Throughout the history of the NHL there have been countless illustrations of something we know as vigilante justice. When a player takes punishment into his own hands, rational human thought is often absent from the equation. When a situation becomes emotionally charged, things tend to turn ugly. It is simple.
We see suspensions and fines every year — for various acts on and off the ice — but in recent years we’ve observed these suspensions and fines at a higher frequency.
During the 2018-19 NHL season, 37 players faced suspensions with 28 of those players being fined thousands of dollars in addition to their suspension. At season’s end, 154 total games had been missed and over $3 million in fines had been dished out.
Harsher Punishments a Necessity
Pending the official announcement of a suspension, fans and players delve into heavy deliberation regarding what else will happen the next time the player in question hits the ice.
When Pittsburgh Penguins star Evgeni Malkin threw a high hit on Winnipeg Jets captain Blake Wheeler in Feb. 2017, tempers immediately flared. Wheeler stayed down for a few moments before forcing himself back up on his skates and going after Malkin, who was buried under multiple players near the Penguins bench.
Malkin did not have a meeting with the NHL Department of Player Safety and was not suspended for his hit. Despite leaving his feet and making direct contact with Wheeler’s head, there was no supplementary discipline from the league.
During the team’s next matchup on March 8, in Winnipeg, Malkin and Wheeler dropped the gloves. Wheeler, at 6-foot-5 and 225 pounds, made quick work of the Russian centre, landing some punches and wrestling him to the ice.
The importance of this event cannot be stressed enough: Malkin, who knew his fate and accepted it graciously, allowed Wheeler to get his ‘payback.’ It is also worth noting that the Jets captain showed poise and discipline by not retaliating in some brainless manner.
The ‘brainless’ award went to Penguins forward Tom Sestito in that game. Sestito was put in the lineup for an added injection of toughness, something not needed for that particular game. Wheeler was more than able to take care of himself.
The brute, at 6-foot-5 and 228 pounds, played just over one minute of hockey during the matchup, fighting Jets forward Chris Thorburn and then crushing the much smaller Jets defender Tobias Enstrom with a hit from behind.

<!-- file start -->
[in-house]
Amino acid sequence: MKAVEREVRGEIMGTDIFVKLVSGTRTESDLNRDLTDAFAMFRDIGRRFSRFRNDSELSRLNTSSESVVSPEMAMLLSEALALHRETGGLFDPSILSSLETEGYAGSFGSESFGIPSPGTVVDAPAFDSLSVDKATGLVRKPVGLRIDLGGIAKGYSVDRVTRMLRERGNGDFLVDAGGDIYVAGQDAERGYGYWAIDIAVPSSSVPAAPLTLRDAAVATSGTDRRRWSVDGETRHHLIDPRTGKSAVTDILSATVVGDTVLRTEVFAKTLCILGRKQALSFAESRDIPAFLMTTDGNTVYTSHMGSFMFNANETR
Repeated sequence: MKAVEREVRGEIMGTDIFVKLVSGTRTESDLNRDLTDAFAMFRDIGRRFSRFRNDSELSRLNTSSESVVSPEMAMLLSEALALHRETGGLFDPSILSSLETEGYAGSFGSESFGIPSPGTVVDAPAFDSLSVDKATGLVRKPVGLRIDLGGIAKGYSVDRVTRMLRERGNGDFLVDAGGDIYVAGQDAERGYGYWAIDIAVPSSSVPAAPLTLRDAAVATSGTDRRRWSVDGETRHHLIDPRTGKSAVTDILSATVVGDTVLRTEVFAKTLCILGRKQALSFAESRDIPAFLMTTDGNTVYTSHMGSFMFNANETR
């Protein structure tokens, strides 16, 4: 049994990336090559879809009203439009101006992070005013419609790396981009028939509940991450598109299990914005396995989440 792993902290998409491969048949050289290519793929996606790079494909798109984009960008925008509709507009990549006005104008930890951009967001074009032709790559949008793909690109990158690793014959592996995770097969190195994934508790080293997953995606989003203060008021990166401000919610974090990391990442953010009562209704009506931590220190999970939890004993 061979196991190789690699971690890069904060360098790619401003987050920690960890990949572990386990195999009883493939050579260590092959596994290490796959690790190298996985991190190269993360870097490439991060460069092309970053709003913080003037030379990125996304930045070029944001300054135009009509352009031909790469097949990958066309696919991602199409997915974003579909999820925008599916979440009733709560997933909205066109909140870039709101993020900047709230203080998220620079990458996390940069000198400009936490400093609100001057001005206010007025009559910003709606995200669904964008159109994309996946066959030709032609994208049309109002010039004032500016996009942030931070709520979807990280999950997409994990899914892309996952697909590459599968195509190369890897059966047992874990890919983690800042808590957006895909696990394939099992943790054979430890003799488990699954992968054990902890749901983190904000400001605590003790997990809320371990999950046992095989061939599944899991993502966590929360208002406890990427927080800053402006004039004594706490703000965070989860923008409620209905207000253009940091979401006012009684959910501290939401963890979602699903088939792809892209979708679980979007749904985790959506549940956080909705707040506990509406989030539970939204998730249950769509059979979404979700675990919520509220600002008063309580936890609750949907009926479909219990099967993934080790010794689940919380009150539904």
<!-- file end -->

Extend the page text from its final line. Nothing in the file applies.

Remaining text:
Sestito was then ejected from the game. This play had no connection whatsoever to the previous hit on Malkin, and the NHL should have been suspicious of Pittsburgh’s sudden decision to add Sestito to the lineup.
In 154 career NHL games, he has 10 goals and 11 assists for 21 points — by no means an offensive talent. A bit of foresight and proactivity could have been the difference maker in this situation.
Close to Home for Canucks Fans
It has been over 15 years since former Vancouver Canucks star Todd Bertuzzi infamously punched Colorado Avalanche forward Steve Moore in the side of the head, inadvertently ending the then 25-year-old’s career in a flurry of emotion.
While the tragic event has been discussed relentlessly over the past decade and the ensuing lawsuit is five years removed from activity, it remains a stain on the otherwise perfect career of the once 40-goal scorer.
One thing is for certain, though — Canucks fans remain divided on the subject of blame. While it is irrefutable that revenge is regularly doled out in the NHL, the severity of the 2004 sucker punch is a cut above many incidents that we bear witness to each year.
In an earlier article, titled ‘Five Most Hated Names in Canucks’ History’, I included Bertuzzi at #3. Some fans took issue with it, some agreed. The ensuing dialogues begged the question: Who is really to blame?
The obvious answer: Bertuzzi.
The not-so-obvious answer: the fans, the coach, other players, the NHL, etc. All of these answers are correct as well. They’re correct for different reasons. Despite how far removed this isolated incident is from the Canucks today, the article opened up old wounds for some fans.
Why are we bringing up this dark day still? Let it go peopleTwitter user @NesanFurtado
Though a Twitter poll with 228 votes is hardly a majority of Canucks fans, it did offer a small sample size to work with, and surely enough, the percentage of blame fans believe Bertuzzi should assume was evenly distributed, with 34% of those voters saying Bertuzzi was 50% responsible for the happening. 17% said Bertuzzi was 0% responsible, and another 17% said Bertuzzi was 25% responsible.